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Saturday, December 20, 2014

Holiday Greetings and Charities

A skull wearing a Santa Claus Hat.
Happy Hallow-Days, Every Body!
Credit: OpenClipart.org


We’re only days away from Christmas and I haven’t even got all my cards out or shopping done. (Sound familiar?) Although I do have all my decorating done, including my Haunted Holiday Mansion scene. No doubt this is the busiest time of the year and you don’t have to be Santa Claus to feel it; I’ve been feeling the stress of it all week. Some of that stress is coming from trying to choose a charity to donate to for this holiday season.

I wrote to one nonprofit organisation based here in Sacramento about donating some comic books to its literacy program for kids. It’s called 916 Ink.  They have a big comic book writing workshop program there for the youth they serves. 916 Ink provides creative writing classes for these kids to help improve youth literacy. They even compile the kids’ writing into anthologies they publish and sell in which the proceeds go to the program.

Well I wrote to the program and offered to donate kid-friendly comics keeping in mind that kids learn best to write by reading (as well as writing itself, of course) and this includes comics. I believe I even told them this in the email. This was over a week ago. They never got back to me. I know they take monetary donations so I would be willing to give them that, I was just trying to give away some extra comics that I have.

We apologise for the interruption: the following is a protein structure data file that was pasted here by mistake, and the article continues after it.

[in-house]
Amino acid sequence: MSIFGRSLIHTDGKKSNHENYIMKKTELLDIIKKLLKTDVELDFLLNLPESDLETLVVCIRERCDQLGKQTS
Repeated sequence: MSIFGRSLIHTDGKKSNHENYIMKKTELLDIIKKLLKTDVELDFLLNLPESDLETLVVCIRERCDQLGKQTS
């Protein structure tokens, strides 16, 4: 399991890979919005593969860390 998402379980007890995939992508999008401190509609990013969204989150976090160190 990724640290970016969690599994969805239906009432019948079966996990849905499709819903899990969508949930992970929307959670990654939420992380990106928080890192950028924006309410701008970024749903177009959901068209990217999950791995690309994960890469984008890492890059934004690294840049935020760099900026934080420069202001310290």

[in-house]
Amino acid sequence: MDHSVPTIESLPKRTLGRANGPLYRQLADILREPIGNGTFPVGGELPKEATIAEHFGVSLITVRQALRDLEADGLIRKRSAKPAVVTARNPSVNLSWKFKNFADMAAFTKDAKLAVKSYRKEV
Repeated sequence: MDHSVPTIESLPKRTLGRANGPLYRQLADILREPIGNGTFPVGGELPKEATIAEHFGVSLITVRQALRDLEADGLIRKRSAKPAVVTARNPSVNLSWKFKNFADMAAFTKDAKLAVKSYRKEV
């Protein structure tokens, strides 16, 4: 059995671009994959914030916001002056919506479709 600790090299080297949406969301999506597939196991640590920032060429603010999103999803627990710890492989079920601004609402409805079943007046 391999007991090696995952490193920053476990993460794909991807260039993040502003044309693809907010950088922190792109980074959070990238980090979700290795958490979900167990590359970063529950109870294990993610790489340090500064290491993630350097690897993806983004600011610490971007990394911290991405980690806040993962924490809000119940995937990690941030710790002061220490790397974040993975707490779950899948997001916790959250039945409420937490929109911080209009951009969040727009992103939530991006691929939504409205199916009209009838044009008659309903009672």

Another nonprofit comic book organisation that’s taking donations is Reading With Pictures. However, I believe they’re only taking monetary donations. This organisation encourages schools to put comic books in their curriculum to make literacy fun for kids. Now I’m not saying that kids should be limited to reading picture based materials such as comic books. But comic books are still a part of literature and art even if they have been traditionally known to be simple in storytelling and illustration. They are a part of pop culture from which most of us first learned how to read and were introduced to art right up there with our parents reading bedtime stories to us.

I also considered donating to Galaxy Press’s holiday cause which is a book drive they are doing through Toys for Tots. Galaxy Press is the publisher that puts out The Writers and Artists of The Future annual anthology that collects the winning stories and illustrations from each year’s contest of the same name. They are taking monetary donations to give free copies of pulp science fiction writer Ron L. Hubbard’s books to disadvantaged youth to encourage them to read more. That’s a really great way to donate to a cause while educating youth on classic pulp fiction from an older era making it fun to read. The problem with their charity project is that they are only taking donations by credit card and so offer no options that I could see on their website for other forms of payment. And I may need to pay by cheque.

Also here in my home Sacramento, the Children’s ReceivingHome of Sacramento is taking both toy donations as well as monetary ones to purchase Christmas gifts for the kids they serve, who many of are from abusive parents and broken homes. The cause is called the Angel Fund. Another one here in town, called the Sacramento Children’s Home who serve the same kinds of kids, is also doing a similar drive.

I also thought I should announce the charitable cause of a fellow science fiction writer, Beth Revis, who writes the Across the Universe series of YA books. She’s doing a drive where if you purchase her book, The Body Electric, she will donate a percentage of the sales to World Vision which is an organisation that helps impoverished families of third world nations.